The Trail Blazers two-game winning streak came to end after the Mavericks escaped Friday night with a 120-112 victory. Following CJ McCollum’s ankle injury that forced him to exit in the second quarter, Damian Lillard and Carmelo Anthony carried the scoring load for Portland. Not far behind that duo was Hassan Whiteside. The 7-foot center recorded an impressive double-double and added five blocks. For the Mavericks, Luka Doncic and Tim Hardaway Jr. combined for 13 of Dallas’ 20 three-pointers.
In a common theme from this year, we anxiously await injury news. Until then, here is a second look at Friday’s result.
The Trail Blazers came out firing—leading to an early 12-3 lead. Defensively, Kent Bazemore started the night by harassing Luka Doncic end-to-end. Once he crossed halfcout, the Blazers weren’t shy about sending extra attention towards Doncic. Unfortunately, that aggressive approach led to foul trouble. After just four minutes, Mario Hezonja was summoned off the bench to replace foul-riddled Bazemore. Feasting off the reduced pressure, Doncic found his rhythm on the perimeter. Moving off screens and firing away, Doncic notched 14 points in the quarter.
The Blazers kept pace thanks to crisp passing and decisive play from Lillard. Both teams torched the nets from distance in the opening frame, but it was the Mavericks that closed the quarter with a slim 38-37 lead.
With Doncic on the bench, reserve guard Jalen Brunson picked up where the Mavs’ star left off. Brunson bulldozed his way to the rim, found teammates after the defense collapsed, and hit floaters over Portland’s post defenders. Brunson’s fast start to the quarter compounded the Blazers’ scoring trouble. After a free-flowing first quarter, Portland mustered just three points through the first five minutes.
The Blazers’ problems extended beyond cold shooting after CJ McCollum exited with an ankle injury at the eight-minute mark. With McCollum in the locker room, Lillard cut into the Mavs lead with vigor. Lillard recorded 11 points in the frame, but a wild final two minutes of action allowed Dallas to exit the first half with a 72-63 lead.
Both teams started the second half sluggish. Turnovers and contested shots plagued each team, leading to a single combined point through the first two minutes. Tim Hardaway Jr. finally broke the deadlock. The crafty wing routinely found soft spots in Portland’s defense and posted 15 points in the quarter.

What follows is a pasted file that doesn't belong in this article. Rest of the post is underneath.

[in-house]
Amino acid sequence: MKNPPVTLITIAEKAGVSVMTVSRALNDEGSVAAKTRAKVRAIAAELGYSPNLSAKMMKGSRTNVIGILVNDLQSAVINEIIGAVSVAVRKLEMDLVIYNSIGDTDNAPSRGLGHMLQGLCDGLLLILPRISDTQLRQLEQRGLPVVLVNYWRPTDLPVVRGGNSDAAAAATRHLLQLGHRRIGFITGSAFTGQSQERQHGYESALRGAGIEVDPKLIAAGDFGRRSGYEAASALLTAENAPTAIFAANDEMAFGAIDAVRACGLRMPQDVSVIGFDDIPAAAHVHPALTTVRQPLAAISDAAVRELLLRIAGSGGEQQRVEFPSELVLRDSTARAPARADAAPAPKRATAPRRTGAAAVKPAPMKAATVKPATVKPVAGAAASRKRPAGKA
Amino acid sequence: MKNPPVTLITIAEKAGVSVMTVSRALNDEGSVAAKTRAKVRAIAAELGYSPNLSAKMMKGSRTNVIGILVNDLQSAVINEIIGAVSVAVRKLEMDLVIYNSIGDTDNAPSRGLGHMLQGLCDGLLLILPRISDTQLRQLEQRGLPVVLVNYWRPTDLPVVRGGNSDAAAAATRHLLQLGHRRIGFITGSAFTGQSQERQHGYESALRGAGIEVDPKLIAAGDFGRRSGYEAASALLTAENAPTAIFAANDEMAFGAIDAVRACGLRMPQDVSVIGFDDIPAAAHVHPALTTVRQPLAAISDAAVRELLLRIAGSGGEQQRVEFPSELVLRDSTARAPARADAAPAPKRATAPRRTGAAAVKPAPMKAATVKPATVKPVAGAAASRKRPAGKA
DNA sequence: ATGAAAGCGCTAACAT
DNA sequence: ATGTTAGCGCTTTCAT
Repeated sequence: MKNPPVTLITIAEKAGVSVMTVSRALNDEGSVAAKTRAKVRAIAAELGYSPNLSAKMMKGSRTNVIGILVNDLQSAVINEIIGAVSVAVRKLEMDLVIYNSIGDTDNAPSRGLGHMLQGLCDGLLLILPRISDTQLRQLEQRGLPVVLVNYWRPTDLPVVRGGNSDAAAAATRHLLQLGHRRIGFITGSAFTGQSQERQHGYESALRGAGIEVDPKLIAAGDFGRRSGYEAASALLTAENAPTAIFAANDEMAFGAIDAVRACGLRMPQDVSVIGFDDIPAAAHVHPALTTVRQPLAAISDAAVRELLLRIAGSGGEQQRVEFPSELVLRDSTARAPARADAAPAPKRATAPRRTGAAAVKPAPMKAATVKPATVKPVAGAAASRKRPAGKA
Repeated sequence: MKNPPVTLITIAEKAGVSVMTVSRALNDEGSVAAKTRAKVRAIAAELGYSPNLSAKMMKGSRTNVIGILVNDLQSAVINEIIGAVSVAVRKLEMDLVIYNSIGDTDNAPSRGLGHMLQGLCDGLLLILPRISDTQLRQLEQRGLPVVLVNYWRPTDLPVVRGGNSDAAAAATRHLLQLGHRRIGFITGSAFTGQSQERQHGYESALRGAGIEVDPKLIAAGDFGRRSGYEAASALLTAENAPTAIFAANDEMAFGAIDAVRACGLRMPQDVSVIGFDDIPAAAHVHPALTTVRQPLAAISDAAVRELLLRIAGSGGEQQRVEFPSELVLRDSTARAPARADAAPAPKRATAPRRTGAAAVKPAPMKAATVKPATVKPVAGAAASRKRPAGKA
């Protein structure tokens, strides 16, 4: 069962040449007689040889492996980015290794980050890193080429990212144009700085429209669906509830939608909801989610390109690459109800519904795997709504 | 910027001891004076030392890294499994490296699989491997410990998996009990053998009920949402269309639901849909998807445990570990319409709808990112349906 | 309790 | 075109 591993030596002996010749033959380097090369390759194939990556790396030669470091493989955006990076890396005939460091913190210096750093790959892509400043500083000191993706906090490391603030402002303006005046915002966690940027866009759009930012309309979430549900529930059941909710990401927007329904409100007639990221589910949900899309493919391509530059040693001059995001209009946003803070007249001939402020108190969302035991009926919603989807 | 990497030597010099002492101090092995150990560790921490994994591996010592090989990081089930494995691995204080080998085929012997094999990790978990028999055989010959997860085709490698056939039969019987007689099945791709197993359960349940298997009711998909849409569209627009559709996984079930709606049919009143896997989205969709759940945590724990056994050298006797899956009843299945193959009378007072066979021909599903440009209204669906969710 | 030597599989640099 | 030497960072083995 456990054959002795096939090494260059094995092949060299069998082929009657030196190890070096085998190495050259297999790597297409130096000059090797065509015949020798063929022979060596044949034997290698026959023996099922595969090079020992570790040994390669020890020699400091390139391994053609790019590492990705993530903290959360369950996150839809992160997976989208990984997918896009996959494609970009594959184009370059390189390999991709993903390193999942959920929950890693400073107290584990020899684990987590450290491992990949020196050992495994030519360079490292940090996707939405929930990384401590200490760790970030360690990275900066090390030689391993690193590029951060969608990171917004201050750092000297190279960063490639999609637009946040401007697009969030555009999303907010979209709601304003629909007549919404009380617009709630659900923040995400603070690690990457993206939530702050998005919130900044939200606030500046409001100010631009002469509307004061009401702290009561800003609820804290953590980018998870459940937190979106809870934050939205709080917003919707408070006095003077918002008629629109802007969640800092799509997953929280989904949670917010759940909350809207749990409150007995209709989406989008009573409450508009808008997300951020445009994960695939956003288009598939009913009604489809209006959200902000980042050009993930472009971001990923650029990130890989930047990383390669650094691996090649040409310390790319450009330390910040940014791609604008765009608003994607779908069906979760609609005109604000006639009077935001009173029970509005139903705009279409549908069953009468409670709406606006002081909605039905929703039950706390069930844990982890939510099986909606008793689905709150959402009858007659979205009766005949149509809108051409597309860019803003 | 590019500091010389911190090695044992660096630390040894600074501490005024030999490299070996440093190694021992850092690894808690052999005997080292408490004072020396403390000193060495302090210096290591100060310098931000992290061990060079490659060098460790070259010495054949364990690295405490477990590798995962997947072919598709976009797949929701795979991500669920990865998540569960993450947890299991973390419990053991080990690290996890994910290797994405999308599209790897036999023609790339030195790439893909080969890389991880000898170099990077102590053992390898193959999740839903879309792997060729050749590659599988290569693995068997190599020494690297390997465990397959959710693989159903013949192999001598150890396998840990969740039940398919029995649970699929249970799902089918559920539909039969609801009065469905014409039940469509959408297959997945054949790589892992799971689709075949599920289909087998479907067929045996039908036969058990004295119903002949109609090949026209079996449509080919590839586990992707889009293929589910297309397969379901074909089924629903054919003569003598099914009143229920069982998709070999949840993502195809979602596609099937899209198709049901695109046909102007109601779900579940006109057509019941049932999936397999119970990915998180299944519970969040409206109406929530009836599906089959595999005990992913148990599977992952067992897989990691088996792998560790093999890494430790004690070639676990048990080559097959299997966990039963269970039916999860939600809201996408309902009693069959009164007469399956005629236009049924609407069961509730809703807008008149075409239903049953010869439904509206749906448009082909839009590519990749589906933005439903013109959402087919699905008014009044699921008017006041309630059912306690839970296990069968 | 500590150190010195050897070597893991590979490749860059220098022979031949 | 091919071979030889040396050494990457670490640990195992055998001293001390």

For the Blazers, they managed to climb out of a 17-point hole in the quarter to cut it to single digits. Stagnate for long periods, Portland’s offense relied on winning one-on-one matchups in the post. The Mavs finished the third quarter with a 98-89 lead.
The Blazers continued to close the gap on the Mavericks to start the fourth quarter. With Doncic on the bench, Portland’s defense did just enough to keep the momentum rolling. Offensively, the Blazers relied on Lillard-Whiteside pick and rolls to keep the Mavericks off balance. Once Whiteside started clicking, the Mavs quickly returned to a five-out look on offense, forcing the big fella into awkward spots.
Led by a combined effort, the Blazers pulled within two possessions for the majority of the final five minutes of the quarter. Unfortunately, they could not string together enough stops to regain the lead. Despite a spirited effort, Doncic’s deep three-pointer with 45 seconds remaining pushed the contest out of reach. The Mavericks escaped Friday’s game with a 120-112 victory.
- The three-point line posed issues for the Blazers on both ends of the court. After a promising 5-of-10 start from distance, Portland went 4-of-20 in the final three quarters. On the other end, the Mavs applied pressure with persistent spacing. When space wasn’t available off passes, the Mavericks punished opponents that were too often stuck going over the top of screens. Dallas finished the night with 20 three-points and Doncic reached a new single-game career-high with eight triples of his own.
- If the Blazers secure a postseason spot, the Mavericks provided a preview of the cumbersome matchups that lie ahead. Whiteside finished with 21 points, 18 rebounds and five blocks. But when Dallas wanted to take the big fella out of his comfort zone—they did. Maxi Kleber migrated to the perimeter, leaving Whiteside on an island, resulting in open shots from beyond the arc. If Kristaps Porzingis was in the fold, the effectiveness of that style would have been even more noticeable.
- Outside of relying on Lillard, the Blazers’ most reliable play was looking for Melo and Whiteside near the paint. Both frontcourt players had success exploiting mismatches inside the arc.
- Foul trouble tossed a wrench in Portland’s plans. It appeared that the Blazers were set to blitz Doncic all night. Two quick fouls on Bazemore altered that course after just four minutes.
- Once again, all eyes are on the injury report. McCollum’s ankle injury has the potential to leave Lillard as the last starter standing from the Western Conference Finals run. Nostalgia aside, the Blazers are dangerously thin when it comes to ball handlers.
The Blazers complete their current road trip against the Thunder on Saturday.